Within a decade momentum was clearly building for a change in CBF policy. It was well understood that the main factor holding the leadership from such a change was financial. The loss of support from churches outraged by any policy condoning homosexuality would have been devastating. The conflict we should note was largely and is still largely generational. By 2012 an elected moderator of the CBF would openly call for a removal of the policy forbidding the hiring of non-celibate LGBT personnel. Again and again calls for such a change were answered with delay. Then came the wider LGBTQ revolution, the legalization of same-sex marriage and open floodgates of moral revolution. More conservative forces in the CBF refused to join the revolution, but others mostly younger saw the current CBF policy as morally wrong and oppressive. Now they see it as even more so. Most of the seminaries and divinity schools serving the CBF joined the LGBTQ revolution long ago, and their graduates have been demanding that the CBF join the revolution as well.
David Gushee perhaps best equipped of all to observe the CBF over the course of a generation noted and I quote, “Over these 25 years, CBF life has produced far fewer leaders and people who could be described as evangelicals or moderate-conservative Baptists, and far more who could be described as something like mainline Protestants. Meanwhile,” he wrote, “the original founding moderate-conservatives–often based in Texas, interestingly enough–are aging out. The CBF,” he argues, “has become an uneasy coalition of moderates,” and those he describes as real life liberals.
He goes back to remind that those who are called moderates back in the day were actually labeled moderate conservatives. That indicate something of the shift in the CBF, but Gushee went on to write, “The latter,” that is the real life liberals, “are mainly, though not exclusively, younger, and among the clergy, most are products of the new Baptist seminaries.”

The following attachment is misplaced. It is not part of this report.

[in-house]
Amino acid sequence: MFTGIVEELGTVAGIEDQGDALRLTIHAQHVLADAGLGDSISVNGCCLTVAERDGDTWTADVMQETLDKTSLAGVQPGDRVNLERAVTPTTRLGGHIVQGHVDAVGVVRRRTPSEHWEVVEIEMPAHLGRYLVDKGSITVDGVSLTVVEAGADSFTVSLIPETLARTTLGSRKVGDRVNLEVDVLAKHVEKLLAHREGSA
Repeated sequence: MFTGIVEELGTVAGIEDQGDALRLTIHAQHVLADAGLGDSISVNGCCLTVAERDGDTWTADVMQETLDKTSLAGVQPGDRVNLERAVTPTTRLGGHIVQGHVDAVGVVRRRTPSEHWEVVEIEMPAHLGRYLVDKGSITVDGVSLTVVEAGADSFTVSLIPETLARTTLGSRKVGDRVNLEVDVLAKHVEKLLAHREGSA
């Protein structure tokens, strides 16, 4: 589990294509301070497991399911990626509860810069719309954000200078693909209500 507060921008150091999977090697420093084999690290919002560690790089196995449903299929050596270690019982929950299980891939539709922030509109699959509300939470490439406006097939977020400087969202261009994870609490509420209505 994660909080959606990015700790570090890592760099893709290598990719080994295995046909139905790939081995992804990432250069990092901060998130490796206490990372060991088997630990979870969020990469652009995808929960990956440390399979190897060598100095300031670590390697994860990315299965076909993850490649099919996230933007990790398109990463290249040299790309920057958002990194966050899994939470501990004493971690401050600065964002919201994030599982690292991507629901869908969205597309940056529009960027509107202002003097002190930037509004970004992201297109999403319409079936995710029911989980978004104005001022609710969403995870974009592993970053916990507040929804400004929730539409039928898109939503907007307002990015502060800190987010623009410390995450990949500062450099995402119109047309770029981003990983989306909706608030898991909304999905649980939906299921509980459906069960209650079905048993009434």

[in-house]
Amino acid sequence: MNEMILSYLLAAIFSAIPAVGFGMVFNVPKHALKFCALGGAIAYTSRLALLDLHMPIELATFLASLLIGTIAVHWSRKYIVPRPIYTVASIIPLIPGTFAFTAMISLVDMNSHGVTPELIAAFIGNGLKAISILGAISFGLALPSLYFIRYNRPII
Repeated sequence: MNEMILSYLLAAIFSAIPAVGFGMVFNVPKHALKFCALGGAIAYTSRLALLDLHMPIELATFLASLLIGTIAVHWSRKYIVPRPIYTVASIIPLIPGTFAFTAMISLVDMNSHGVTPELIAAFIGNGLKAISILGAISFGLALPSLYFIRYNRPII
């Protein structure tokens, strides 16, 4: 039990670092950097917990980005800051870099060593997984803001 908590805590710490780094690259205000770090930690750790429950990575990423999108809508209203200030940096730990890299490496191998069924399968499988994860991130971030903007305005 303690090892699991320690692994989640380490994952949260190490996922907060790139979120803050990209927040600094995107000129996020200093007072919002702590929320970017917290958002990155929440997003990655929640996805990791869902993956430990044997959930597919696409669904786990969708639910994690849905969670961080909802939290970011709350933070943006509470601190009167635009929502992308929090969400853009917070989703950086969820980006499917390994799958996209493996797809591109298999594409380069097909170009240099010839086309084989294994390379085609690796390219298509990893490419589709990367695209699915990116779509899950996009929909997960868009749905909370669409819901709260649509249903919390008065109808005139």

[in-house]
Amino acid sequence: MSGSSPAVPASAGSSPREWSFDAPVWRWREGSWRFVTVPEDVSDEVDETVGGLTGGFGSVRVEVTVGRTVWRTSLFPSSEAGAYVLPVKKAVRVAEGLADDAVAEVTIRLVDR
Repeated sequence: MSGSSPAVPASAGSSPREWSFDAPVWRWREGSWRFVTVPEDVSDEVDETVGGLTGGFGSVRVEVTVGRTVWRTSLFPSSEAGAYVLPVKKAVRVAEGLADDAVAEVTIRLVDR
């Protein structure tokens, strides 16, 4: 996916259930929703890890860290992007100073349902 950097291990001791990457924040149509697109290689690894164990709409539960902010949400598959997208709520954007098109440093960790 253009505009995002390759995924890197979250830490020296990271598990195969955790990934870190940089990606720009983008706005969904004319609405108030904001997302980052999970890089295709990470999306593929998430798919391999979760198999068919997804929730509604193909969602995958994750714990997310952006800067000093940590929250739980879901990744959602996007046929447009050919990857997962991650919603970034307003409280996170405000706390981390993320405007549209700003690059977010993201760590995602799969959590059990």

In the last decade or so some CBF churches have become fully LGBTQ affirming, some perform same-sex ceremonies and some have called openly LGBTQ ministers and pastors. Push came to shove as the CBF announced in 2016 that it would move forward through what it called an “Illumination Project” that would allow for a new direction for the CBF on LGBTQ issues. Last week, that project’s report was released, and at the very same time the fuse was detonated. The report entitled, “Honoring Autonomy & Reflecting the Fellowship,” has infuriated LGBTQ proponents, and it has simultaneously alienated more conservative churches. Its recommendations offer a ridiculous and unstable policy. The report and related news reports reveal that the proposed policy will allow for the hiring now of openly LGBT CBF personnel in some positions but not in positions of leadership or missionary field assignment. The new policy, if adopted, would create a dual morality – one for an estimated 80% of CBF staff and the other for supervisory staff and field personnel. The two moralities contradictory by definition would supposedly coexist within one structure.
With amazing candor the report released last Friday states that, “global partners (within and without Baptist life) have decisively rejected movement toward hiring or supporting LGBT field personnel or the inclusion of LGBT persons in ordained leadership.”
In other words, international churches, with very rare exceptions, will not cooperate with the CBF if it sends LGBT personnel to field assignments. The report also acknowledges that again I quote, “less than a handful of our congregations have called pastors who identify as LGBT.”